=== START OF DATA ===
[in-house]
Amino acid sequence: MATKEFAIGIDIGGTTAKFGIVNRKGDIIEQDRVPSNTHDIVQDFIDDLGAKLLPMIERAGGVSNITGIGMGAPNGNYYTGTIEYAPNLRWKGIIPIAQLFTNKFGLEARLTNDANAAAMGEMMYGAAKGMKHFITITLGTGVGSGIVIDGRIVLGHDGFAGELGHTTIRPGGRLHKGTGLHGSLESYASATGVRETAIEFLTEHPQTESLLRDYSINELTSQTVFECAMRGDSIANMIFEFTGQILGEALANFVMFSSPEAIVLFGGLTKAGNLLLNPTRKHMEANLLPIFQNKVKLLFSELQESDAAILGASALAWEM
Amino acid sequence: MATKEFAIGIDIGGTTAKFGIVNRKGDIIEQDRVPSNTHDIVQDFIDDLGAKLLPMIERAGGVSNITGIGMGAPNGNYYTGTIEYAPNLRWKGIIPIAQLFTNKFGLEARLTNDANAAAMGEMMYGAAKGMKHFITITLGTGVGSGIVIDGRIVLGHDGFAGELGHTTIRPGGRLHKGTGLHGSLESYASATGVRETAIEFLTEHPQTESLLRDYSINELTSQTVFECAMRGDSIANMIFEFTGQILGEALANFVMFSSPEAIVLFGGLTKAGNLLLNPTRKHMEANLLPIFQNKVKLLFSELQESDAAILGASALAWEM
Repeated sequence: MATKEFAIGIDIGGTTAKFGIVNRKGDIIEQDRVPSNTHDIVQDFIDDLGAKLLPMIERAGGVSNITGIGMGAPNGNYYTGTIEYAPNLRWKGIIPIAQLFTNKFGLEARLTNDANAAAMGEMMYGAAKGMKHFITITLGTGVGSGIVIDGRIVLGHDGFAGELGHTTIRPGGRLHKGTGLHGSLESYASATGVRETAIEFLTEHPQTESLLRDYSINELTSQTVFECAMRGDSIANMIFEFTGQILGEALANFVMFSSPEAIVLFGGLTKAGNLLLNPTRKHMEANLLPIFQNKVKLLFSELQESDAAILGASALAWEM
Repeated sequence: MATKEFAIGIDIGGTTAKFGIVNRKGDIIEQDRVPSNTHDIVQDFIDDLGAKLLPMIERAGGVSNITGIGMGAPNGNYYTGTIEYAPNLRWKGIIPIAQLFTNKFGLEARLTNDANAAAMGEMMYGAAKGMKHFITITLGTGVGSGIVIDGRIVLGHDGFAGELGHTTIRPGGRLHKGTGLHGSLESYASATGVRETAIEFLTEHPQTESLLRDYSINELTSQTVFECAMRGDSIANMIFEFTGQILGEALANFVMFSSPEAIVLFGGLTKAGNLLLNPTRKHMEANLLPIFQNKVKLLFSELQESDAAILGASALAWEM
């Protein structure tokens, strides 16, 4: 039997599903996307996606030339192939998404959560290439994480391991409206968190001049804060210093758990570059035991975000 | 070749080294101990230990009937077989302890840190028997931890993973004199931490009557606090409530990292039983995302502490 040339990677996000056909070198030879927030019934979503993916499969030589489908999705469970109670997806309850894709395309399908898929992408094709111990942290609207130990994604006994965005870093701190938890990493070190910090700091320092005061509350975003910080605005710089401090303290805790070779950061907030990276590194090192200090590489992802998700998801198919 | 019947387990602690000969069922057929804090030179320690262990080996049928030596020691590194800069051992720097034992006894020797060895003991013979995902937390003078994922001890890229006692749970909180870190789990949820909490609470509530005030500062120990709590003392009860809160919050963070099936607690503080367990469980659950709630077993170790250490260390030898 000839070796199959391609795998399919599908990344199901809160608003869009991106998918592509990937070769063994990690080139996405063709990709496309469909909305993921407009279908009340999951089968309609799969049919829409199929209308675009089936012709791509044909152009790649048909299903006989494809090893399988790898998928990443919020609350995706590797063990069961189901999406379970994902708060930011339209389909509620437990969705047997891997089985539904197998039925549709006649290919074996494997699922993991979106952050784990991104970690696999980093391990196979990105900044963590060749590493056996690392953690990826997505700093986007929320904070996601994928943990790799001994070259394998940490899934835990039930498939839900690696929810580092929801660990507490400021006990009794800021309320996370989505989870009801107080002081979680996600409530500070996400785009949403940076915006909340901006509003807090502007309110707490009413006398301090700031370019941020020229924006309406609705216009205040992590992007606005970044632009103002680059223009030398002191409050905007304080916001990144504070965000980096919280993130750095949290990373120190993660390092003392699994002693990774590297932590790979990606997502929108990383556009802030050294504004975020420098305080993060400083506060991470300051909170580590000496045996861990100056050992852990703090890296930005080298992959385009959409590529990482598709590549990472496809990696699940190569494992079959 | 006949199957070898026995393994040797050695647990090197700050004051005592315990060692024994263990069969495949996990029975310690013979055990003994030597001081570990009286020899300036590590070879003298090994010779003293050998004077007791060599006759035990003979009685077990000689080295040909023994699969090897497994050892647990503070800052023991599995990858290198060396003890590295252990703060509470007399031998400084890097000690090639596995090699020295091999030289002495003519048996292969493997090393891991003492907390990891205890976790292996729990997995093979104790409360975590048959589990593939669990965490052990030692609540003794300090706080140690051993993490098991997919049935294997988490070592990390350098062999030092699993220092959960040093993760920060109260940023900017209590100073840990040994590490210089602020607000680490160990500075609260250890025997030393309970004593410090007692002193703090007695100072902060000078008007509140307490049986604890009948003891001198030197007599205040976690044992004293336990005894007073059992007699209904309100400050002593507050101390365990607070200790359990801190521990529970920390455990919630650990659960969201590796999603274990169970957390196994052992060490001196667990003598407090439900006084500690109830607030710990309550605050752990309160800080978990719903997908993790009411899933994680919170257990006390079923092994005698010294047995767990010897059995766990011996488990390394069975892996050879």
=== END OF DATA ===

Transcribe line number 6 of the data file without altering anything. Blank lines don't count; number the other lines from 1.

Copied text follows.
């Protein structure tokens, strides 16, 4: 039997599903996307996606030339192939998404959560290439994480391991409206968190001049804060210093758990570059035991975000 | 070749080294101990230990009937077989302890840190028997931890993973004199931490009557606090409530990292039983995302502490 040339990677996000056909070198030879927030019934979503993916499969030589489908999705469970109670997806309850894709395309399908898929992408094709111990942290609207130990994604006994965005870093701190938890990493070190910090700091320092005061509350975003910080605005710089401090303290805790070779950061907030990276590194090192200090590489992802998700998801198919 | 019947387990602690000969069922057929804090030179320690262990080996049928030596020691590194800069051992720097034992006894020797060895003991013979995902937390003078994922001890890229006692749970909180870190789990949820909490609470509530005030500062120990709590003392009860809160919050963070099936607690503080367990469980659950709630077993170790250490260390030898 000839070796199959391609795998399919599908990344199901809160608003869009991106998918592509990937070769063994990690080139996405063709990709496309469909909305993921407009279908009340999951089968309609799969049919829409199929209308675009089936012709791509044909152009790649048909299903006989494809090893399988790898998928990443919020609350995706590797063990069961189901999406379970994902708060930011339209389909509620437990969705047997891997089985539904197998039925549709006649290919074996494997699922993991979106952050784990991104970690696999980093391990196979990105900044963590060749590493056996690392953690990826997505700093986007929320904070996601994928943990790799001994070259394998940490899934835990039930498939839900690696929810580092929801660990507490400021006990009794800021309320996370989505989870009801107080002081979680996600409530500070996400785009949403940076915006909340901006509003807090502007309110707490009413006398301090700031370019941020020229924006309406609705216009205040992590992007606005970044632009103002680059223009030398002191409050905007304080916001990144504070965000980096919280993130750095949290990373120190993660390092003392699994002693990774590297932590790979990606997502929108990383556009802030050294504004975020420098305080993060400083506060991470300051909170580590000496045996861990100056050992852990703090890296930005080298992959385009959409590529990482598709590549990472496809990696699940190569494992079959 | 006949199957070898026995393994040797050695647990090197700050004051005592315990060692024994263990069969495949996990029975310690013979055990003994030597001081570990009286020899300036590590070879003298090994010779003293050998004077007791060599006759035990003979009685077990000689080295040909023994699969090897497994050892647990503070800052023991599995990858290198060396003890590295252990703060509470007399031998400084890097000690090639596995090699020295091999030289002495003519048996292969493997090393891991003492907390990891205890976790292996729990997995093979104790409360975590048959589990593939669990965490052990030692609540003794300090706080140690051993993490098991997919049935294997988490070592990390350098062999030092699993220092959960040093993760920060109260940023900017209590100073840990040994590490210089602020607000680490160990500075609260250890025997030393309970004593410090007692002193703090007695100072902060000078008007509140307490049986604890009948003891001198030197007599205040976690044992004293336990005894007073059992007699209904309100400050002593507050101390365990607070200790359990801190521990529970920390455990919630650990659960969201590796999603274990169970957390196994052992060490001196667990003598407090439900006084500690109830607030710990309550605050752990309160800080978990719903997908993790009411899933994680919170257990006390079923092994005698010294047995767990010897059995766990011996488990390394069975892996050879």